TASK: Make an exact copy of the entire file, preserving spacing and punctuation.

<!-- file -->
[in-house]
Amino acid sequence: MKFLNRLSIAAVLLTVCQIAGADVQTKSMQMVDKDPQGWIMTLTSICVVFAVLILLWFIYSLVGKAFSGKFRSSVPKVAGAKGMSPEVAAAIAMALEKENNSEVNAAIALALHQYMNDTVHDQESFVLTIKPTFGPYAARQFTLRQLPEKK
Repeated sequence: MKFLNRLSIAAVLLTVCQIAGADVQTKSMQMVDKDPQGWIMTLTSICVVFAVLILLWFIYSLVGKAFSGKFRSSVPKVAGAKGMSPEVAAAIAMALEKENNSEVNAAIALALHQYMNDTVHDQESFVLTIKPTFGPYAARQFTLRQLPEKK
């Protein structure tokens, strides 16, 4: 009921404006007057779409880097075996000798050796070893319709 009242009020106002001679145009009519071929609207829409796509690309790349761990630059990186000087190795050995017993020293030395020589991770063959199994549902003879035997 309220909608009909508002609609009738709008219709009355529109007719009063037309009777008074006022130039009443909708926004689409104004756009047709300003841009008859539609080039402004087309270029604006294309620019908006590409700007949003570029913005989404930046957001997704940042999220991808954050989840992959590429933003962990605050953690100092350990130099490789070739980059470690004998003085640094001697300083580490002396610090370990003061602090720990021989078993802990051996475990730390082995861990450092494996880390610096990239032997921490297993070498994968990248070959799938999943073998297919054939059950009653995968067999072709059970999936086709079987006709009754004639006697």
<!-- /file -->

[in-house]
Amino acid sequence: MKFLNRLSIAAVLLTVCQIAGADVQTKSMQMVDKDPQGWIMTLTSICVVFAVLILLWFIYSLVGKAFSGKFRSSVPKVAGAKGMSPEVAAAIAMALEKENNSEVNAAIALALHQYMNDTVHDQESFVLTIKPTFGPYAARQFTLRQLPEKK
Repeated sequence: MKFLNRLSIAAVLLTVCQIAGADVQTKSMQMVDKDPQGWIMTLTSICVVFAVLILLWFIYSLVGKAFSGKFRSSVPKVAGAKGMSPEVAAAIAMALEKENNSEVNAAIALALHQYMNDTVHDQESFVLTIKPTFGPYAARQFTLRQLPEKK
């Protein structure tokens, strides 16, 4: 009921404006007057779409880097075996000798050796070893319709 009242009020106002001679145009009519071929609207829409796509690309790349761990630059990186000087190795050995017993020293030395020589991770063959199994549902003879035997 309220909608009909508002609609009738709008219709009355529109007719009063037309009777008074006022130039009443909708926004689409104004756009047709300003841009008859539609080039402004087309270029604006294309620019908006590409700007949003570029913005989404930046957001997704940042999220991808954050989840992959590429933003962990605050953690100092350990130099490789070739980059470690004998003085640094001697300083580490002396610090370990003061602090720990021989078993802990051996475990730390082995861990450092494996880390610096990239032997921490297993070498994968990248070959799938999943073998297919054939059950009653995968067999072709059970999936086709079987006709009754004639006697």